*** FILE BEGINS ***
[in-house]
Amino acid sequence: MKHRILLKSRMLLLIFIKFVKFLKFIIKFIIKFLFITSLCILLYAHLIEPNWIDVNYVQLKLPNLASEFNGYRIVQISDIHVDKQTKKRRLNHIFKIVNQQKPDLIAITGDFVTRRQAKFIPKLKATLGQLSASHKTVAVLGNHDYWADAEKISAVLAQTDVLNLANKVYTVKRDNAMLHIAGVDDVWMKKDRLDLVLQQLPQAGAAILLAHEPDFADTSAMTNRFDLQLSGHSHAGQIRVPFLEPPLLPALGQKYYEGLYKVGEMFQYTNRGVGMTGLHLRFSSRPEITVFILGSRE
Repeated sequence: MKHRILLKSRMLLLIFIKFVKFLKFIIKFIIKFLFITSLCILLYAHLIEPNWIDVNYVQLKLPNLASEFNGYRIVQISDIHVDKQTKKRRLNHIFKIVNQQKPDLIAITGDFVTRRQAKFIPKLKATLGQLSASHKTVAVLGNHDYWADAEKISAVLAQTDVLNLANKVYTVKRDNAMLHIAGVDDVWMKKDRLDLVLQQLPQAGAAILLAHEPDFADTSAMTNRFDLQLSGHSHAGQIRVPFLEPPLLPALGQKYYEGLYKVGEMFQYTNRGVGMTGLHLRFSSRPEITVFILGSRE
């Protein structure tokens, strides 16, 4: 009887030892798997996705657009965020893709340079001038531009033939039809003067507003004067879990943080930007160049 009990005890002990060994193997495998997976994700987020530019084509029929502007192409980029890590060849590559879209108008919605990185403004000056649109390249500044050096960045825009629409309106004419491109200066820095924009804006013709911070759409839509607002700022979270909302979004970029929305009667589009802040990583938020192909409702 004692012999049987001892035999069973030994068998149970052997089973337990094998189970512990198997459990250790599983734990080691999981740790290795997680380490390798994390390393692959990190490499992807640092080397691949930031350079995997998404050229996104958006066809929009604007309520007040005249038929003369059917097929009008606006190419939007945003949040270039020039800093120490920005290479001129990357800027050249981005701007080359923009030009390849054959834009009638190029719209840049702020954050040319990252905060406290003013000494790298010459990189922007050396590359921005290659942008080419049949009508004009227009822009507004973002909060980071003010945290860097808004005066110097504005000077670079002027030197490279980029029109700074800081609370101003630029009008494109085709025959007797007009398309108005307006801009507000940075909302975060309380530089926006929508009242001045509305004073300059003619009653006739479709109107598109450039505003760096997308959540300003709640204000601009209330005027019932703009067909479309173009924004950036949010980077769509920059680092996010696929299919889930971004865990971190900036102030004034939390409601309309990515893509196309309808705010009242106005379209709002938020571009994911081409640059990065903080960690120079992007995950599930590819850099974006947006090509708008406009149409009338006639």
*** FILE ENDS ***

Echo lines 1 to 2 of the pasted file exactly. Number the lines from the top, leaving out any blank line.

[in-house]
Amino acid sequence: MKHRILLKSRMLLLIFIKFVKFLKFIIKFIIKFLFITSLCILLYAHLIEPNWIDVNYVQLKLPNLASEFNGYRIVQISDIHVDKQTKKRRLNHIFKIVNQQKPDLIAITGDFVTRRQAKFIPKLKATLGQLSASHKTVAVLGNHDYWADAEKISAVLAQTDVLNLANKVYTVKRDNAMLHIAGVDDVWMKKDRLDLVLQQLPQAGAAILLAHEPDFADTSAMTNRFDLQLSGHSHAGQIRVPFLEPPLLPALGQKYYEGLYKVGEMFQYTNRGVGMTGLHLRFSSRPEITVFILGSRE